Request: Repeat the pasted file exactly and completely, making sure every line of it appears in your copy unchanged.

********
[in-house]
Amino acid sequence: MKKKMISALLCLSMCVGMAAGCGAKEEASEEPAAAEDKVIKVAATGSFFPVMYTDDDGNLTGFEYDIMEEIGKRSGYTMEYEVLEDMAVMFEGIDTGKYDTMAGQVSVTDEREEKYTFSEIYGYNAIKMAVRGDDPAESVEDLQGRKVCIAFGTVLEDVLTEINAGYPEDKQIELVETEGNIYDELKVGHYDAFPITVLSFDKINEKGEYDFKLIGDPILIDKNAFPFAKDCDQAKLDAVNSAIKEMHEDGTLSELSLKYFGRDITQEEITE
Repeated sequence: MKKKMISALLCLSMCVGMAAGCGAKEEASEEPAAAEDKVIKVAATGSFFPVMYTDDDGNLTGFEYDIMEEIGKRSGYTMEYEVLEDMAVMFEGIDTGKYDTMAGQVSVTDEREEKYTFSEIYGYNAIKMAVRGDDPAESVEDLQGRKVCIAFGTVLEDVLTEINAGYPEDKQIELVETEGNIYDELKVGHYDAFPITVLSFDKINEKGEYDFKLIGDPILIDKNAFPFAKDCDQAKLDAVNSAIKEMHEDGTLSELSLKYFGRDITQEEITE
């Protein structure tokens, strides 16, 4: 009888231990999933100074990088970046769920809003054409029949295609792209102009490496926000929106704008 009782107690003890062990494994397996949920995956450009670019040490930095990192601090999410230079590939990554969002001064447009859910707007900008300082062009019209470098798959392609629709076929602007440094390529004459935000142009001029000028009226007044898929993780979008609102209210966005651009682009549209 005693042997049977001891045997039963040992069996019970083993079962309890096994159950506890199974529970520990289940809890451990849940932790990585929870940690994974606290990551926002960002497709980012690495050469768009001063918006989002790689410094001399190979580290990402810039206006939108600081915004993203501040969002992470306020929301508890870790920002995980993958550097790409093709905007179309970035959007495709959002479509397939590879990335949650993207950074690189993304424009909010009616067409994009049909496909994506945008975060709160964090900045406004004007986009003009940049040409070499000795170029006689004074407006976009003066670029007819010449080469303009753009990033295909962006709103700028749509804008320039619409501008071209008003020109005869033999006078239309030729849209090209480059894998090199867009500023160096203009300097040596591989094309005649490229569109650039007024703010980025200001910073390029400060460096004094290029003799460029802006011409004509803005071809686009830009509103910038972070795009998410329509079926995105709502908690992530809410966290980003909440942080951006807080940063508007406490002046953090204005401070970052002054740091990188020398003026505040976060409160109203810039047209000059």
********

[in-house]
Amino acid sequence: MKKKMISALLCLSMCVGMAAGCGAKEEASEEPAAAEDKVIKVAATGSFFPVMYTDDDGNLTGFEYDIMEEIGKRSGYTMEYEVLEDMAVMFEGIDTGKYDTMAGQVSVTDEREEKYTFSEIYGYNAIKMAVRGDDPAESVEDLQGRKVCIAFGTVLEDVLTEINAGYPEDKQIELVETEGNIYDELKVGHYDAFPITVLSFDKINEKGEYDFKLIGDPILIDKNAFPFAKDCDQAKLDAVNSAIKEMHEDGTLSELSLKYFGRDITQEEITE
Repeated sequence: MKKKMISALLCLSMCVGMAAGCGAKEEASEEPAAAEDKVIKVAATGSFFPVMYTDDDGNLTGFEYDIMEEIGKRSGYTMEYEVLEDMAVMFEGIDTGKYDTMAGQVSVTDEREEKYTFSEIYGYNAIKMAVRGDDPAESVEDLQGRKVCIAFGTVLEDVLTEINAGYPEDKQIELVETEGNIYDELKVGHYDAFPITVLSFDKINEKGEYDFKLIGDPILIDKNAFPFAKDCDQAKLDAVNSAIKEMHEDGTLSELSLKYFGRDITQEEITE
């Protein structure tokens, strides 16, 4: 009888231990999933100074990088970046769920809003054409029949295609792209102009490496926000929106704008 009782107690003890062990494994397996949920995956450009670019040490930095990192601090999410230079590939990554969002001064447009859910707007900008300082062009019209470098798959392609629709076929602007440094390529004459935000142009001029000028009226007044898929993780979008609102209210966005651009682009549209 005693042997049977001891045997039963040992069996019970083993079962309890096994159950506890199974529970520990289940809890451990849940932790990585929870940690994974606290990551926002960002497709980012690495050469768009001063918006989002790689410094001399190979580290990402810039206006939108600081915004993203501040969002992470306020929301508890870790920002995980993958550097790409093709905007179309970035959007495709959002479509397939590879990335949650993207950074690189993304424009909010009616067409994009049909496909994506945008975060709160964090900045406004004007986009003009940049040409070499000795170029006689004074407006976009003066670029007819010449080469303009753009990033295909962006709103700028749509804008320039619409501008071209008003020109005869033999006078239309030729849209090209480059894998090199867009500023160096203009300097040596591989094309005649490229569109650039007024703010980025200001910073390029400060460096004094290029003799460029802006011409004509803005071809686009830009509103910038972070795009998410329509079926995105709502908690992530809410966290980003909440942080951006807080940063508007406490002046953090204005401070970052002054740091990188020398003026505040976060409160109203810039047209000059």